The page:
In 2017 alone, there were 1,889,000 police-reported traffic crashes involving injuries, according to the National Highway Traffic Safety Administration (NHTSA). In addition to those injury crashes, there were 24,247 fatal crashes in the same year. The degree of injuries sustained in injury crashes varies greatly depending on a number of factors, such as the following:
- The speed involved
- Whether the occupants were wearing seat belts
- The type of vehicle
- Whether the car was equipped with airbags
- Where the vehicle was struck (e.g. the front, side, or back)
In regard to car accidents, injuries generally fall into one of two categories: 1) impact injuries, or 2) penetrating injuries. An impact injury is self-explanatory: It has to do with the occupant hitting something in the car, such as hitting their forehead on the windshield. Penetrating injuries have to do with cuts and scrapes sustained in the crash, such as flying glass cutting the occupant.
Soft Tissue Injuries
A soft tissue injury is another type of injury that is very common with car accidents. This has to do with injuries to the muscles, tendons, and ligaments – all parts of the body’s connective tissue. Soft tissue injuries are extremely common with all car accidents because the force of the crash can put a lot of strain on the muscles, tendons, and ligaments. For example, if someone were to be rear-ended at 55 mph, they would likely suffer from whiplash (a soft tissue injury), which is where the neck is exposed to a sudden, extreme extension as the person’s head is thrown forward and then back again. Car accidents can also cause painful back injuries, which can affect the range of motion, sleep, and quality of life. While some lower and upper-back injuries are limited to strains, are more serious and involve herniated disks or spinal cord damage. Next: Should I See a Doctor After an Accident?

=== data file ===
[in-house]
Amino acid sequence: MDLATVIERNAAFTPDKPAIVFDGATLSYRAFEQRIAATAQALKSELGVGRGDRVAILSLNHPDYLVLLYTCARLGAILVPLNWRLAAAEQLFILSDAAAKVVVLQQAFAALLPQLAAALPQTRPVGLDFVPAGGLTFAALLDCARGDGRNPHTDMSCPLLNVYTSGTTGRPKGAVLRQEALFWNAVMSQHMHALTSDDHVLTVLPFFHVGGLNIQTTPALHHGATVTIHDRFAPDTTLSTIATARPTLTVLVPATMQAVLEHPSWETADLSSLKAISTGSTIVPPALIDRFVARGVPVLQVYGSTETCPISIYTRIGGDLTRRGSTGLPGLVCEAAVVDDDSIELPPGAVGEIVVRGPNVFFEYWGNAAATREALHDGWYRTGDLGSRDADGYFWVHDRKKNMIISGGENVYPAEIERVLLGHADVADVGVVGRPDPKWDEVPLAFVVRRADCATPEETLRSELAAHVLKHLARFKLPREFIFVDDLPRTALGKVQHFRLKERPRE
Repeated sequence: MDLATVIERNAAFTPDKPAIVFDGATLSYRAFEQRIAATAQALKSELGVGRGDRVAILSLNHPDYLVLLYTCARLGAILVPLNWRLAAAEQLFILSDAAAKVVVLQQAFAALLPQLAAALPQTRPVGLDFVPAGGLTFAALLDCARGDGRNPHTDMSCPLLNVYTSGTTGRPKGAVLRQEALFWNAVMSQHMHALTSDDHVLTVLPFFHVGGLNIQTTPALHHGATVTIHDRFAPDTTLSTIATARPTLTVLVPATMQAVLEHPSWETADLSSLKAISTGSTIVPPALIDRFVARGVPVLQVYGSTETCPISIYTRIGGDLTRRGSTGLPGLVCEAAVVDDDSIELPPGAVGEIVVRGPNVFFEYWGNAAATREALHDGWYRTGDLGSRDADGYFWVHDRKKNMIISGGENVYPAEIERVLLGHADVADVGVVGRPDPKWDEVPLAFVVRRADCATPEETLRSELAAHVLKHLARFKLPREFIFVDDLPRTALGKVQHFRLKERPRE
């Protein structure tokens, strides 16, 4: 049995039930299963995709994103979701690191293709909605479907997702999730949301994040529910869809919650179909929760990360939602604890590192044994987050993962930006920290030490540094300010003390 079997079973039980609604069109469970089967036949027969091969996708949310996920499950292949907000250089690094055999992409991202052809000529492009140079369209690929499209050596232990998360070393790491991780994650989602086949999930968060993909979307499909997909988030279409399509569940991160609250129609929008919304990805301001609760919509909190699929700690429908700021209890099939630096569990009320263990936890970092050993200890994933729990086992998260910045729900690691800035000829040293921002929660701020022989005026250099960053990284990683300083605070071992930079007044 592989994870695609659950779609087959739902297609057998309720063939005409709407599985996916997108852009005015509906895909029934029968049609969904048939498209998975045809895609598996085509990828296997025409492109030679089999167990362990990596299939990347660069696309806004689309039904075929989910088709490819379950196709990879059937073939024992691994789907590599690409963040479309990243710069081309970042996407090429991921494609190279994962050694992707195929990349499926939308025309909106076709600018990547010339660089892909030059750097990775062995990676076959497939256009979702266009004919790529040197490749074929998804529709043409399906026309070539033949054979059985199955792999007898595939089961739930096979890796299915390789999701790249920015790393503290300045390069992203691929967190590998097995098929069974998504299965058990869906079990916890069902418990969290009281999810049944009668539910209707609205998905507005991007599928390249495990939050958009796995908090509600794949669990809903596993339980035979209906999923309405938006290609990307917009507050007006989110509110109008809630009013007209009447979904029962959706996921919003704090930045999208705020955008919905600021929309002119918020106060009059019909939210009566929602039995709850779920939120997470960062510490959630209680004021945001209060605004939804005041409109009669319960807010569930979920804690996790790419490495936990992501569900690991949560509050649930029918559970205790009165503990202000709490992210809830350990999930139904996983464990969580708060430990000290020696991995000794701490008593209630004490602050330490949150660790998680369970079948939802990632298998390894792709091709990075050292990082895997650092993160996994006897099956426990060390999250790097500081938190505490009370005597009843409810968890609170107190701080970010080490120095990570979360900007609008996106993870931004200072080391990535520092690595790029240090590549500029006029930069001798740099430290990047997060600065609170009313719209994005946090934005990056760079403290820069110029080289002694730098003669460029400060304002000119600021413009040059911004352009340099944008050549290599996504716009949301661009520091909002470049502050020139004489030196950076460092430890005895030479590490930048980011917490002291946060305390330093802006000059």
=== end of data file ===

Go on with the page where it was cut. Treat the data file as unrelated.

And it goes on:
Were you injured in a car accident? If so, contact The Zendeh Del Law Firm, PLLC to file a claim for compensation.